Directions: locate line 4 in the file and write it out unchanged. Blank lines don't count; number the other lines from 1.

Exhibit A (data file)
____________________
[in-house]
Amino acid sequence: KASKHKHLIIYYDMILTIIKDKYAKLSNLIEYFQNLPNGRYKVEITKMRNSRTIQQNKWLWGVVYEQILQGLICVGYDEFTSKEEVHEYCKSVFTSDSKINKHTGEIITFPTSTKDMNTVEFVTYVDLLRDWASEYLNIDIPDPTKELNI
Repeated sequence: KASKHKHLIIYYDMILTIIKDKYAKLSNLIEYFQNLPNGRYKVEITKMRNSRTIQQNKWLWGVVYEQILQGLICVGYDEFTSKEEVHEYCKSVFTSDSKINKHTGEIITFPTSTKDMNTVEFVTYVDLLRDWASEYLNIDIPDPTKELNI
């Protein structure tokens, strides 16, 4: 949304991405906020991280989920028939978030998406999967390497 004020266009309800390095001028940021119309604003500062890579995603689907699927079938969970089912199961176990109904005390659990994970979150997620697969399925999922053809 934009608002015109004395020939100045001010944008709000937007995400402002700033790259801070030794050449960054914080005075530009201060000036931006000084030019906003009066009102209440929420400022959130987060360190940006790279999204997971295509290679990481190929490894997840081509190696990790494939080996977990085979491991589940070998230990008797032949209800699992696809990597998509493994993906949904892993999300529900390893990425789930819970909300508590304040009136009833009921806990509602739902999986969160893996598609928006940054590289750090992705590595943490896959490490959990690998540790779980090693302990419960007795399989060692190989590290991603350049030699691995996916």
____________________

């Protein structure tokens, strides 16, 4: 949304991405906020991280989920028939978030998406999967390497 004020266009309800390095001028940021119309604003500062890579995603689907699927079938969970089912199961176990109904005390659990994970979150997620697969399925999922053809 934009608002015109004395020939100045001010944008709000937007995400402002700033790259801070030794050449960054914080005075530009201060000036931006000084030019906003009066009102209440929420400022959130987060360190940006790279999204997971295509290679990481190929490894997840081509190696990790494939080996977990085979491991589940070998230990008797032949209800699992696809990597998509493994993906949904892993999300529900390893990425789930819970909300508590304040009136009833009921806990509602739902999986969160893996598609928006940054590289750090992705590595943490896959490490959990690998540790779980090693302990419960007795399989060692190989590290991603350049030699691995996916």